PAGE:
Common Writing Mistake: Presenting Strangers When We Wanted Friends

Here's a harsh publishing reality: the reader does not have to care about your book.

Yes, it's your book.  Your brain child.  The thing you spent hours on every day for years trying to perfect.  But you know what?  There are millions and millions and millions of books out there.  If your goal is to sell this brain child then it is now your job as the author to make the reader care about your book.

The best books are the ones that trigger an emotional response in the reader.  This is a tough pill to swallow because of said mentioned reasons.  You as the author already have an emotional response to the book because you are invested in it.  But when someone reads your story for the first time every single character is a stranger.  The goal is to turn those strangers into friends.

"Well, if they get through the whole story then of course the reader will be friends with my characters!"

Not true.

Consider a news article about a horrible freak accident.  You may read the entire article to get all the details.  You may feel bad for the people involved.  But if you are reading about strangers then the article will not have the same kind of impact on you than, say, getting a call that a loved one has passed away in his sleep.  You are emotionally invested in your family member.  You were not emotionally invested in the story about the strangers, despite the accident being a more interesting story.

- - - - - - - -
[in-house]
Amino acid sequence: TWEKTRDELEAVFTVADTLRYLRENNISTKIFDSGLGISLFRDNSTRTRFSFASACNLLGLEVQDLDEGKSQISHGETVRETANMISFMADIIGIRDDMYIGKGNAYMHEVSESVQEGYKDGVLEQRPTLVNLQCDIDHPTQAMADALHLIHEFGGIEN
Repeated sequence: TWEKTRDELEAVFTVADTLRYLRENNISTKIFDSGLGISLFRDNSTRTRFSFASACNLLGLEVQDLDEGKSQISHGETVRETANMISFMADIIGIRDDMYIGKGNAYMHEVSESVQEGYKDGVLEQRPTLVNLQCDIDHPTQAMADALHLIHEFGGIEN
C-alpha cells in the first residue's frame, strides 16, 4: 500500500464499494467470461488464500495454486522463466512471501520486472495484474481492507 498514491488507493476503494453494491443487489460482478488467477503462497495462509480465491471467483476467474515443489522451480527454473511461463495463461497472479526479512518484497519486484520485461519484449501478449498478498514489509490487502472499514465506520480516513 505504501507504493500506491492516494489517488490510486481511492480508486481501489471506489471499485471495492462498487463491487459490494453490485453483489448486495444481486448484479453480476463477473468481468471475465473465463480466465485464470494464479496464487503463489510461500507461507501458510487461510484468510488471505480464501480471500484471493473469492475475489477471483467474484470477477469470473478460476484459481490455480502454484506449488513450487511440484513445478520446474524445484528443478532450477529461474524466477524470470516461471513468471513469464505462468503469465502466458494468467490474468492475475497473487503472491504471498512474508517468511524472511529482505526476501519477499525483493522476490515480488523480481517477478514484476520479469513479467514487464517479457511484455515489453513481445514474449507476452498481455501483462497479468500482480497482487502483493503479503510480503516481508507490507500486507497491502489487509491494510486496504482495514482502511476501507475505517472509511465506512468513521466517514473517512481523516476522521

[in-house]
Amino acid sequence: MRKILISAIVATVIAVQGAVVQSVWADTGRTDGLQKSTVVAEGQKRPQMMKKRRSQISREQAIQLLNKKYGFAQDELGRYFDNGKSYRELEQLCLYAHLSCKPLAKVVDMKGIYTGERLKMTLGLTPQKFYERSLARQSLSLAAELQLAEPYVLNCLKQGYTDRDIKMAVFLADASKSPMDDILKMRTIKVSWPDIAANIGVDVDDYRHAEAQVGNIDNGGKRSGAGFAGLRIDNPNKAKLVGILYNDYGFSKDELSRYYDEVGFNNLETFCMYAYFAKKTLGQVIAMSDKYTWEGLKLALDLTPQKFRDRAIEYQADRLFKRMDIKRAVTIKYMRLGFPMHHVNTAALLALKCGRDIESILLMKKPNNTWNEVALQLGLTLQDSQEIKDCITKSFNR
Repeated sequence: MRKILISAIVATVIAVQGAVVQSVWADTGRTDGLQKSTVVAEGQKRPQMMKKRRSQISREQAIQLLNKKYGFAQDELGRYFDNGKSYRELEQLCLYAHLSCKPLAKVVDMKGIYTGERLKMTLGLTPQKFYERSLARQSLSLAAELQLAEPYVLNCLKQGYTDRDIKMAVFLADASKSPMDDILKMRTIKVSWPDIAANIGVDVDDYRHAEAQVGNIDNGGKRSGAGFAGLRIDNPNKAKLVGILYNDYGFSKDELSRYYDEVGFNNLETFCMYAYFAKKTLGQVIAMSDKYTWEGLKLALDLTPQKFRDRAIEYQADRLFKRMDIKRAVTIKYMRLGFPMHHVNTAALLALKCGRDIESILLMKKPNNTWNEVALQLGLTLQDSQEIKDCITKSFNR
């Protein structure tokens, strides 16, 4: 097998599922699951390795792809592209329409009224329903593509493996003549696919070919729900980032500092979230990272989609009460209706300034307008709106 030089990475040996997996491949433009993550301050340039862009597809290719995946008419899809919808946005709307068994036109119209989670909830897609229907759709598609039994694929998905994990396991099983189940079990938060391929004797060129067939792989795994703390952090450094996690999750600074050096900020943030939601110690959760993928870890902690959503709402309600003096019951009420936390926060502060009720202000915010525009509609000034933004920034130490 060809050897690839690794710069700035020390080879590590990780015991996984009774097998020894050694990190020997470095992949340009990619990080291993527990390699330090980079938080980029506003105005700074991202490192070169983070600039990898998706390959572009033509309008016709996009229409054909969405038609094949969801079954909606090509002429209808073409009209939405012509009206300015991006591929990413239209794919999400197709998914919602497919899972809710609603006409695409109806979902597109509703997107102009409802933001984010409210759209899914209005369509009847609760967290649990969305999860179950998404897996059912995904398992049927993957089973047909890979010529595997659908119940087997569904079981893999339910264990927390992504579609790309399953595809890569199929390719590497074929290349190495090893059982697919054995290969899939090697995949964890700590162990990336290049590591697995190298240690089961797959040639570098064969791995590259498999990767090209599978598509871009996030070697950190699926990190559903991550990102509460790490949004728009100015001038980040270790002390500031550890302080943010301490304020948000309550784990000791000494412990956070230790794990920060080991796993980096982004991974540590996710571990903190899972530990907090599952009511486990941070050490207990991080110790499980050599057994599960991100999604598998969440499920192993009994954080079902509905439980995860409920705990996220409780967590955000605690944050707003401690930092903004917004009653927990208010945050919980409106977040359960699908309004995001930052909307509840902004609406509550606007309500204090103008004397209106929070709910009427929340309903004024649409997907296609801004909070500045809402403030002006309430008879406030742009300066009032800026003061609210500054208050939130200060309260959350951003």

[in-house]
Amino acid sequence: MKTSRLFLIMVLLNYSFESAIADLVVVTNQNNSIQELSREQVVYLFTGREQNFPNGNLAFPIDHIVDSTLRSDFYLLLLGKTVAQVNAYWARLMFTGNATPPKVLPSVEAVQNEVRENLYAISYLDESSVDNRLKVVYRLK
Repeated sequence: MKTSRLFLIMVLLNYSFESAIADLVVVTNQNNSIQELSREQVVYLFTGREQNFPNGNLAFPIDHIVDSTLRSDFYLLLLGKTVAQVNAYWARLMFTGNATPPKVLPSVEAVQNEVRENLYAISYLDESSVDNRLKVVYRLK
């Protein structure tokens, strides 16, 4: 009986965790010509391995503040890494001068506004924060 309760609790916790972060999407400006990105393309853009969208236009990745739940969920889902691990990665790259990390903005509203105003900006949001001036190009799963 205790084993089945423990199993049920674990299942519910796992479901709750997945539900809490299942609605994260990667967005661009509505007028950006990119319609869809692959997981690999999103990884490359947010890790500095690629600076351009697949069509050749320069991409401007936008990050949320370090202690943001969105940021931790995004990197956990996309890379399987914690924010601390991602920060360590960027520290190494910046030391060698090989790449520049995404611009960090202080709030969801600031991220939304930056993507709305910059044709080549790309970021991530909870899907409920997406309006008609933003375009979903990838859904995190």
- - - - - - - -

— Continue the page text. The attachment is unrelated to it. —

This is a grim example but I think it very correctly illustrates the issue.  Presenting an interesting story is not enough.  If the reader does not care if the bad guys get taken down and if the good guys save the day then you still have work to do as an author.

So how do the characters become friends?

There are lots of ways to accomplish this but I think the best one to keep in mind is to make each character's motivation clear.  You must constantly answer the question "why?"  Good guy wants to take down the bad guy... why?  Bad guy needs to be stopped... why?

The "whys" give the reader something to connect with and form an attachment.  Bad guy killed good guy's entire family and made him watch?  Ok, now we have a very good reason for wanting to see bad guy brought to justice.  By just knowing that simple fact it makes me want to see the good guy win.


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